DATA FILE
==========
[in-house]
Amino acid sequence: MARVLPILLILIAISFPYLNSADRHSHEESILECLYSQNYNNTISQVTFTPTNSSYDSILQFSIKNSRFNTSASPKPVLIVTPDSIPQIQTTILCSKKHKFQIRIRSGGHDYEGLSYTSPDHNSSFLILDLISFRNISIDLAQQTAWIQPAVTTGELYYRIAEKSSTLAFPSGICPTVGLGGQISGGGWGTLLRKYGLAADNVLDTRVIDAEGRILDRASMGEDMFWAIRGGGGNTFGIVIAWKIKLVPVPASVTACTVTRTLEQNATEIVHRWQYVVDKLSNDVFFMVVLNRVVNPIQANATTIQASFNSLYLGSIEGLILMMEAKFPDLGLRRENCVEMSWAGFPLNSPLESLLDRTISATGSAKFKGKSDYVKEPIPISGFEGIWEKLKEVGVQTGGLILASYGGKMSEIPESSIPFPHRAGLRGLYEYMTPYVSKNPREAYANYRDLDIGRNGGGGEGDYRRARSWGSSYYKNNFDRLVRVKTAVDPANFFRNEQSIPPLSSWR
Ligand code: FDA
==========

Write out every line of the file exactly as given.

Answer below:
[in-house]
Amino acid sequence: MARVLPILLILIAISFPYLNSADRHSHEESILECLYSQNYNNTISQVTFTPTNSSYDSILQFSIKNSRFNTSASPKPVLIVTPDSIPQIQTTILCSKKHKFQIRIRSGGHDYEGLSYTSPDHNSSFLILDLISFRNISIDLAQQTAWIQPAVTTGELYYRIAEKSSTLAFPSGICPTVGLGGQISGGGWGTLLRKYGLAADNVLDTRVIDAEGRILDRASMGEDMFWAIRGGGGNTFGIVIAWKIKLVPVPASVTACTVTRTLEQNATEIVHRWQYVVDKLSNDVFFMVVLNRVVNPIQANATTIQASFNSLYLGSIEGLILMMEAKFPDLGLRRENCVEMSWAGFPLNSPLESLLDRTISATGSAKFKGKSDYVKEPIPISGFEGIWEKLKEVGVQTGGLILASYGGKMSEIPESSIPFPHRAGLRGLYEYMTPYVSKNPREAYANYRDLDIGRNGGGGEGDYRRARSWGSSYYKNNFDRLVRVKTAVDPANFFRNEQSIPPLSSWR
Ligand code: FDA